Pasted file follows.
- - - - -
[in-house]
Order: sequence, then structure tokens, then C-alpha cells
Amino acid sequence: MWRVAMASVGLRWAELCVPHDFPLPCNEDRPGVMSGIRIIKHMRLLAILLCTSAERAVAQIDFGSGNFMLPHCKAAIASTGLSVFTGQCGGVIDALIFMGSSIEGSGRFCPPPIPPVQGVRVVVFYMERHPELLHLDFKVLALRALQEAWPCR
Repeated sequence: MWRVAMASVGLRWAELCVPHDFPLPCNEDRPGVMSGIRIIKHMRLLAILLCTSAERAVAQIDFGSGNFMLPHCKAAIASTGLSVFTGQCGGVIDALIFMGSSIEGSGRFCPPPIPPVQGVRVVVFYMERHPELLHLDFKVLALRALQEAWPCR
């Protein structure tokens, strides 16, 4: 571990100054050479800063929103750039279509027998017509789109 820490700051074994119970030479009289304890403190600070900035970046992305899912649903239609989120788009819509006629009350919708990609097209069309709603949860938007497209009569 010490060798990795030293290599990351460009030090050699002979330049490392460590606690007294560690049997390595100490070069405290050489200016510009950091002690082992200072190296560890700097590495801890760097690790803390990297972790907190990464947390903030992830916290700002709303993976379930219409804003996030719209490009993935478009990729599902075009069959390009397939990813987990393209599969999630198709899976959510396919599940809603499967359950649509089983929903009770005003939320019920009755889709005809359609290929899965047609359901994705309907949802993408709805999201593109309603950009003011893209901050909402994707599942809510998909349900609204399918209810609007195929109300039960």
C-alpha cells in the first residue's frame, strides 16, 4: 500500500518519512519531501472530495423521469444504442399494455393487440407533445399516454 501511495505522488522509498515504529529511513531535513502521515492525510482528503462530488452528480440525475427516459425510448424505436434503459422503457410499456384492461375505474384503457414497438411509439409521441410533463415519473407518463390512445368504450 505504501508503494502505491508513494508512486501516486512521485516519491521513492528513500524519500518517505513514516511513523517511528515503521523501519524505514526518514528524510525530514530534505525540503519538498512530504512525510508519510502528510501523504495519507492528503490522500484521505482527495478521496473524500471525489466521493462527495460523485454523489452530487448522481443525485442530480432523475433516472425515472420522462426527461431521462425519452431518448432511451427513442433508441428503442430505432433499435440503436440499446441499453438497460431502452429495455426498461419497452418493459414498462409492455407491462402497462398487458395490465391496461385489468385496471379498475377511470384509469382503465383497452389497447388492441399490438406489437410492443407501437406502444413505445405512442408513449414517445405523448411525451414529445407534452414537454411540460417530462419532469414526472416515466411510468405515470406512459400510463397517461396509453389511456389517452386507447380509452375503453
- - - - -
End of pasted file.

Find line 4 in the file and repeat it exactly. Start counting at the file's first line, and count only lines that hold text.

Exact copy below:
Repeated sequence: MWRVAMASVGLRWAELCVPHDFPLPCNEDRPGVMSGIRIIKHMRLLAILLCTSAERAVAQIDFGSGNFMLPHCKAAIASTGLSVFTGQCGGVIDALIFMGSSIEGSGRFCPPPIPPVQGVRVVVFYMERHPELLHLDFKVLALRALQEAWPCR